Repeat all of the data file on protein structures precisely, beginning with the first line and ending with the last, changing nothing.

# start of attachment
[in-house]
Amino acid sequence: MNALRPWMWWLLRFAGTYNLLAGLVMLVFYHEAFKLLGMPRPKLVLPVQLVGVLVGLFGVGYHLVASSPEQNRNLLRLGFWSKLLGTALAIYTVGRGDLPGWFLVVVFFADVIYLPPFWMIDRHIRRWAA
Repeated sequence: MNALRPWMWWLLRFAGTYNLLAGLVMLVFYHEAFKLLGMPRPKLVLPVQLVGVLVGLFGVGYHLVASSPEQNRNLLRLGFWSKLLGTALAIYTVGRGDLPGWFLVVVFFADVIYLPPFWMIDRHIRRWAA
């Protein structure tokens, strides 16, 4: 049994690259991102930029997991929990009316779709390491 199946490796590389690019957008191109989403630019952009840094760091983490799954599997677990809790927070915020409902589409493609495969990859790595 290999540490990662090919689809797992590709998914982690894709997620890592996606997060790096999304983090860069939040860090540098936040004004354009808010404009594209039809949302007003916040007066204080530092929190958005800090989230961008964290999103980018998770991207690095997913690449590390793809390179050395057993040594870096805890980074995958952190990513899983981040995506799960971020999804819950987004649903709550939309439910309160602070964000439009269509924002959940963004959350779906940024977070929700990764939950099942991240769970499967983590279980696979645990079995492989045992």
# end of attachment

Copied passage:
[in-house]
Amino acid sequence: MNALRPWMWWLLRFAGTYNLLAGLVMLVFYHEAFKLLGMPRPKLVLPVQLVGVLVGLFGVGYHLVASSPEQNRNLLRLGFWSKLLGTALAIYTVGRGDLPGWFLVVVFFADVIYLPPFWMIDRHIRRWAA
Repeated sequence: MNALRPWMWWLLRFAGTYNLLAGLVMLVFYHEAFKLLGMPRPKLVLPVQLVGVLVGLFGVGYHLVASSPEQNRNLLRLGFWSKLLGTALAIYTVGRGDLPGWFLVVVFFADVIYLPPFWMIDRHIRRWAA
């Protein structure tokens, strides 16, 4: 049994690259991102930029997991929990009316779709390491 199946490796590389690019957008191109989403630019952009840094760091983490799954599997677990809790927070915020409902589409493609495969990859790595 290999540490990662090919689809797992590709998914982690894709997620890592996606997060790096999304983090860069939040860090540098936040004004354009808010404009594209039809949302007003916040007066204080530092929190958005800090989230961008964290999103980018998770991207690095997913690449590390793809390179050395057993040594870096805890980074995958952190990513899983981040995506799960971020999804819950987004649903709550939309439910309160602070964000439009269509924002959940963004959350779906940024977070929700990764939950099942991240769970499967983590279980696979645990079995492989045992």